It’s a commonly held belief that the mind and body must work together to accomplish life’s tasks, large or small. Whether it’s getting dressed, cooking dinner, or pursuing a dream, the way we put the pieces together determines the outcome. Connections become the all important matrix of our desire. Brian Bourgault was going about the business of his daily life as a music store owner and guitar player when his body suddenly stopped making a routine connection. A year later, at age 33, he was diagnosed with an untreatable, progressive neurological disease. That was 2005. Now, twelve years since that fateful day, Brian has been reunited with his passion, making music, and there is no stopping his renewed determination. While physically limited in his ability to play music, he’s found that creating it comes as much from the heart as the hands. When life restricts mobility, the energy of the mind and heart have proven to be a powerful force in resurrecting the purpose that lies within the soul. With every blow that threatens to kill his spirit, Brian continues to get up and walk bravely down the path he finds himself on, letting music lead the way.   

2017 rolled in with a burning desire to start creating again, and Brian went about finding a way to do that without being able to play any instruments. He bought a MAC and some songwriting software and figured out how to write songs on the computer with MIDI, using both hands to control the mouse. Motivated by a songwriting contest he’d discovered, he booked some studio time and brought musicians in to play along with the tracks from his computer, keeping the bass and drum parts that he had programmed. It was the catalyst that he needed to get back on the musical path, and Brian set his intentions on recording his first full length.

Engineer and producer, Marc Benning works from Hideaway Studio, a residential recording retreat near Colorado Springs. Brian had met Marc through mutual friends years earlier and knew that Hideaway was where he wanted to record the album.  Marc was to engineer, co-produce and play bass. Erik Deutsch (Leftover Salmon), renowned studio and touring musician, offered to travel from his home in Brooklyn to add keys to the project. Dan Schwindt (Kyle Hollingsworth Band), acclaimed guitarist, would handle the 6 string, which Brian could no longer play, and Denver’s most in-demand drummer, Carl Sorensen (Dragondeer, Chimney Choir, in/Planes), completed the rhythm section. The horns would be led by sax legend, Dwight Bement (Gary Puckett & The Union Gap Band, Frank Zappa’s Blackouts), who arranged the horn parts and brought on a trumpet player, Chris Lawson. Brian would sing lead vocals and  Kim Dawson (The Pimps of Joytime) and Tanya Shylock (formerly with The Motet) would provide backing vocals. It was a dream team for an inspired project! Brian wrote 19 songs between March and October, and went into the studio with no rehearsals, only the demos that he had made on his computer to guide the way. Twelve songs were recorded in three days! It was an old soul rendering of new music, connecting Brian’s creative energy with a group of talented players.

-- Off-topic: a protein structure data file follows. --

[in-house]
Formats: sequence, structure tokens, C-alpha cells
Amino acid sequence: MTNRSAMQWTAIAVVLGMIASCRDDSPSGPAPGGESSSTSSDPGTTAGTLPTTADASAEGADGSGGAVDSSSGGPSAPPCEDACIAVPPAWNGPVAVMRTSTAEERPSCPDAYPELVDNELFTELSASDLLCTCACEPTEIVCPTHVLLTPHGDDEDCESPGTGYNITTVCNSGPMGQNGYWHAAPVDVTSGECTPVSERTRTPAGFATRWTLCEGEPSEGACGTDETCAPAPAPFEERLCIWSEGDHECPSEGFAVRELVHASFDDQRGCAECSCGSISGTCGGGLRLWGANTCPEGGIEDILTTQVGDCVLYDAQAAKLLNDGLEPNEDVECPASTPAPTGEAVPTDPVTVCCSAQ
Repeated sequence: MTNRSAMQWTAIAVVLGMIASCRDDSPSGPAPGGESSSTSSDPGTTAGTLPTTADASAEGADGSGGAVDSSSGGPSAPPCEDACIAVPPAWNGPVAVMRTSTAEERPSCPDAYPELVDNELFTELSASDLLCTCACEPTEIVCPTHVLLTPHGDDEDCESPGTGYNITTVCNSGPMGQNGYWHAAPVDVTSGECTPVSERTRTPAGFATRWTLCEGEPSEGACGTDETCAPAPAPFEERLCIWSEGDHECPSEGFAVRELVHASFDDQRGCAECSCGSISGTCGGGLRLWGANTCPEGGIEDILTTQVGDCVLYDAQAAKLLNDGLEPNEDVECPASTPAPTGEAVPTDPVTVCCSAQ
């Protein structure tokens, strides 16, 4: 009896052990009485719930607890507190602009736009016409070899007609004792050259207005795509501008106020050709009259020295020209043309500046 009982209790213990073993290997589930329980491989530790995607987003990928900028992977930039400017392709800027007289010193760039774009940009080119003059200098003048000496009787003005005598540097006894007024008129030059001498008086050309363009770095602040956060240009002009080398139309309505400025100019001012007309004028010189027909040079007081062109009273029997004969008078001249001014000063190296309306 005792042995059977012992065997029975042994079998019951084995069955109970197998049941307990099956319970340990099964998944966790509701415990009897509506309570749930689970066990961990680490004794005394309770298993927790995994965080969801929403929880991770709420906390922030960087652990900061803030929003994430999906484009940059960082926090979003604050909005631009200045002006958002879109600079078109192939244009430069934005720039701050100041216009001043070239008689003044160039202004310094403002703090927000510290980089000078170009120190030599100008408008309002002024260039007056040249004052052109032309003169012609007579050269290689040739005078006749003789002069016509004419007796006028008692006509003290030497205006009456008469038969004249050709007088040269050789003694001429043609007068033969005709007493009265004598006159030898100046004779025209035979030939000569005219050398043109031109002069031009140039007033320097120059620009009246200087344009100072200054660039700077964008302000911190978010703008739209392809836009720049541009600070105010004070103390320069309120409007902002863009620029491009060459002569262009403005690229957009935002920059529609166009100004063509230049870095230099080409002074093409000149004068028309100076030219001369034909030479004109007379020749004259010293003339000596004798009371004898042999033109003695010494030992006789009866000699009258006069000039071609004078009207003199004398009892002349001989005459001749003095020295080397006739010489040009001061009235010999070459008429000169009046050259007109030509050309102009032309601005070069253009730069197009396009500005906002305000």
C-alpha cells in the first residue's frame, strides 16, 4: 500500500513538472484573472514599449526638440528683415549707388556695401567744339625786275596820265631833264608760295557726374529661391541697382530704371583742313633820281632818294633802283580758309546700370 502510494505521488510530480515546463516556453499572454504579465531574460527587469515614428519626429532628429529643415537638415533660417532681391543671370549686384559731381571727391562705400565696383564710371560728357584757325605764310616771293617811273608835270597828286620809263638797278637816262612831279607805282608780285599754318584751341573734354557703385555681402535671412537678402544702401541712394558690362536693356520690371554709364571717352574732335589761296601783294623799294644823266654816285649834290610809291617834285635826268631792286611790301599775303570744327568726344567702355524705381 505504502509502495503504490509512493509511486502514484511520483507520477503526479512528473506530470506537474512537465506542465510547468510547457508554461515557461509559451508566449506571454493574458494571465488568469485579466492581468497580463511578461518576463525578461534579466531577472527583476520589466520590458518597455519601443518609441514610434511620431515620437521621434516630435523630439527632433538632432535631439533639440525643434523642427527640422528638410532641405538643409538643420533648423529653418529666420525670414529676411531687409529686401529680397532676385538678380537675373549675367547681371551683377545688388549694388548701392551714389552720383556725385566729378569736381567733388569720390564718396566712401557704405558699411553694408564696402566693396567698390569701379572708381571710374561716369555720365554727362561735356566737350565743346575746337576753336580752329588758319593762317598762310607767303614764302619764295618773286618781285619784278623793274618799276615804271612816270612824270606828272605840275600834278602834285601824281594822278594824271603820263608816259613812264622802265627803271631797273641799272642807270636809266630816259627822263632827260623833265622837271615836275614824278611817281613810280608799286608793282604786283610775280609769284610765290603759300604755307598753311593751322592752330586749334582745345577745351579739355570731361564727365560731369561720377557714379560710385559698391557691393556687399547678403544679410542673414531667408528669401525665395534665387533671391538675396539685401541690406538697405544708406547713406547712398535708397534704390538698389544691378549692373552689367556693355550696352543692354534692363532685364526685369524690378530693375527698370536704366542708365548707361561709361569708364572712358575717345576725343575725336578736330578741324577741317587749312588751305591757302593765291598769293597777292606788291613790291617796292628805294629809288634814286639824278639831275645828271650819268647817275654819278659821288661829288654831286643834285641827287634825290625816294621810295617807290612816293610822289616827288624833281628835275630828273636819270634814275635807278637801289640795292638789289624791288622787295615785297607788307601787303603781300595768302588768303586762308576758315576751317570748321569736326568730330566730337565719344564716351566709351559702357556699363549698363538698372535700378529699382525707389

Released on April 13, 2018, Be Kind is a celebration of life, love and loss. Harsh realities are faced head on, with honest lyrics and soulful vocals. It’s difficult to pin down one specific genre, as they all bleed into one another, creating a wonderful harmony that revives the music of the past- from funky Motown, to classic Jazz with just a pinch of good ol’ country twang.

The title single, Be Kind, is an uplifting vision of a better world, where he urges others to “be kind” to one another, “pray for each other, play with each other, and be kind.” That said, the album balances some darker themes with lighthearted or even mellow music.

At times, if you listen to the lyrics closely, beyond the seemingly upbeat tone of the album, you’ll hear a man on the brink of an existential crisis. What is the meaning of the world, if any? How can we cut the noise and get to the true meaning of life? Between the feel-good dance songs, the slow-rendering ballads, and the kaleidoscope of musical instruments, we hear Borgo finding the answer to these questions, and we’re lucky enough to come along for this musical ride.